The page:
Ever since Jeff Thompson showed the power of a ‘slingy’ bowling action, there has been no debate that it is a devastating method for fast bowlers.
Yet coaches worldwide persist with the traditional action. This is because coaches are not taught how to put sling into an action.
Many would argue that it’s too unorthodox or can only be developed naturally. But at PitchVision Academy we disagree, which is why we are going to show you how to coach a slingy action into yourself or others.
What is a slingy action?
Of course, to know how to get one, we need to know what the difference is between ‘slingy’ and ‘orthodox’.
You’ll be surprised to learn there is hardly any difference at all.
To give you a frame of reference, let’s use Mitchell Johnson as an example of a 21st century bowler with a slingy action. Take a look at his delivery stride here.
As you can see from the picture there are more similarities than differences:
- The front leg is acting as a brace or block
- The back leg is driving through with the back foot still on the ground
- The hips and shoulders are pointing down the wicket towards the batsman
- The chest is well driven forward
- The non-bowling arm has been driven out and down and is on the way to rotating the shoulders 180 degrees in the follow through.
- The head is driving towards the target.
All of these points are found in classical and unorthodox bowlers at the highest level.
Going back to the picture, the main two differences are:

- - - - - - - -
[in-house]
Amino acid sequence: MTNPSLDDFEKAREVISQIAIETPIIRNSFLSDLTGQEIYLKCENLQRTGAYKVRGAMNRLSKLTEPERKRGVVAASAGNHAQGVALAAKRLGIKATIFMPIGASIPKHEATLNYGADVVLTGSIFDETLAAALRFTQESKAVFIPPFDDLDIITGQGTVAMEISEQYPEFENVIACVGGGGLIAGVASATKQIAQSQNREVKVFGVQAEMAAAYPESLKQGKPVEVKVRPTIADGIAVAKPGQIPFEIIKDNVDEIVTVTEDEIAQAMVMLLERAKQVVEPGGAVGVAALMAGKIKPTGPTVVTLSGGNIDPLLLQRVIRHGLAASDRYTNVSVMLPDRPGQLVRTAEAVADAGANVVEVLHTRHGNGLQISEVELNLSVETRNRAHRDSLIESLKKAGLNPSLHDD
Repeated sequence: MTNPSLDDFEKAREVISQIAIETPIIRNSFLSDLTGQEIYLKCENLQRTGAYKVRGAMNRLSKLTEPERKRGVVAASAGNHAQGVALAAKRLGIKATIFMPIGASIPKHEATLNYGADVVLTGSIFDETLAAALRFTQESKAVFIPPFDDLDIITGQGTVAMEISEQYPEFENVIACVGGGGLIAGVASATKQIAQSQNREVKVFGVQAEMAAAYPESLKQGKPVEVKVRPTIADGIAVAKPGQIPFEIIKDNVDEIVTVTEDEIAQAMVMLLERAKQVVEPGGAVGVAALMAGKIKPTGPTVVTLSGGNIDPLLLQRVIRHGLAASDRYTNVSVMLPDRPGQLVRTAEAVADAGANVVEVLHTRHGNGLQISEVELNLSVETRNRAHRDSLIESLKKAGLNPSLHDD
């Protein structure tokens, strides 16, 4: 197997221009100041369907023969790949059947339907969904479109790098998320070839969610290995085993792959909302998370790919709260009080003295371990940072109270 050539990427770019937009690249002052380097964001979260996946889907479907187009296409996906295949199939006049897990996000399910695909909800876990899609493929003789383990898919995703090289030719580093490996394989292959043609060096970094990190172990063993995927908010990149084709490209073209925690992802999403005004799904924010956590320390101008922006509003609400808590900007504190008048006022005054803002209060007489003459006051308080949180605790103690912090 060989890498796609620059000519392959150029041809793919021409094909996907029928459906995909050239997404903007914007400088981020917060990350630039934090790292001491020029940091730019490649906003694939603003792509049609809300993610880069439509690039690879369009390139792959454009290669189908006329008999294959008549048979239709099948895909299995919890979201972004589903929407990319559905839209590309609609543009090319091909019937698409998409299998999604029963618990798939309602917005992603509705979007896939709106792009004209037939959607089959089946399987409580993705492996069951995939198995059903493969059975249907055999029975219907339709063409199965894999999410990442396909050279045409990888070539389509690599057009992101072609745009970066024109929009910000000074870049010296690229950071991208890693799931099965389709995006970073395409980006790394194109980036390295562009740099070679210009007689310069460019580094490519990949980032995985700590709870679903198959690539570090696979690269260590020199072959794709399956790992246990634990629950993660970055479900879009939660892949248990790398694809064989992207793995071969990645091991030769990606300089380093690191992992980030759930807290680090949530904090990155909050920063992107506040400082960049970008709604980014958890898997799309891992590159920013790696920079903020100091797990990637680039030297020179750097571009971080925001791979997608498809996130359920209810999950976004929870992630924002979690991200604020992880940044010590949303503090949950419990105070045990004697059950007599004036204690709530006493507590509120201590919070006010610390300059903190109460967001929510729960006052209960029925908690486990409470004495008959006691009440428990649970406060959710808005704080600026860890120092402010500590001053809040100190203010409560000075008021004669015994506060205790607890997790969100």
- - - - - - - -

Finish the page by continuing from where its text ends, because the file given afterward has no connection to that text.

- The bowling arm is much lower, heading towards 10 o’clock of you imagine a high arm position to be 12 o’clock.
- There is a greater delay in the action before the ball is let go, causing a huge stretch and co-contraction of the muscles. This is what the sling itself looks like.
So now we know that the basics are the same across any fast bowler’s action, it makes it much easier to focus on the differences.
Let’s assume you know how to do the basics well (and if you don’t click here to learn) and focus on the main differences.
Low bowling arm
Although Johnson and Malinga both show these traits, it’s not a requirement for a slingy action. Jeff Thomson had his arm at almost 12 o’clock at the point of release.
As Johnson has shown, a low arm increases the chance of inaccuracy. This is because you are no longer getting your shoulders in a straight line down the wicket and so need exceptional timing of the release of the ball to be accurate. A higher arm gives you a greater margin for error.
Of course, international bowlers with a low arm would never be able to change their technique at an advanced level. But a young cricketer still learning the muscle memory can have a slingy action and a high arm.
Delayed bowling arm
A slingy arm has a longer delay between the back foot landing and the arm coming over. When the arm does come over it appears to slingshot like an elastic band.
This is because that is exactly what it is doing. You can see how stretched the muscles are at front foot landing in Malinga here.
When you stretch that much the elastic nature of the upper body muscles store up the energy and release it as the contract back again and bring the arm over.
The feeling of the stretch, ping is all important and it can be drilled with a stump and a friend:
In this drill, used by Ian Pont in his online coaching course How to Bowl Faster, the bowler is recreating the feel of stretching or pulling the muscles while driving the chest forwards as far as possible.
Move on to bowling at a slow pace without a run up to keep that feeling of being a catapult or a bow, storing up energy ready to fire the arrow at the target. Get the feel then gradually increase the pace.
The older a bowler is, the harder it becomes to learn this stretch reflex, but there is no reason why it can’t be taught even to very young kids. Those aged 9 and above will take to it easily and end up bowling much faster than their peers.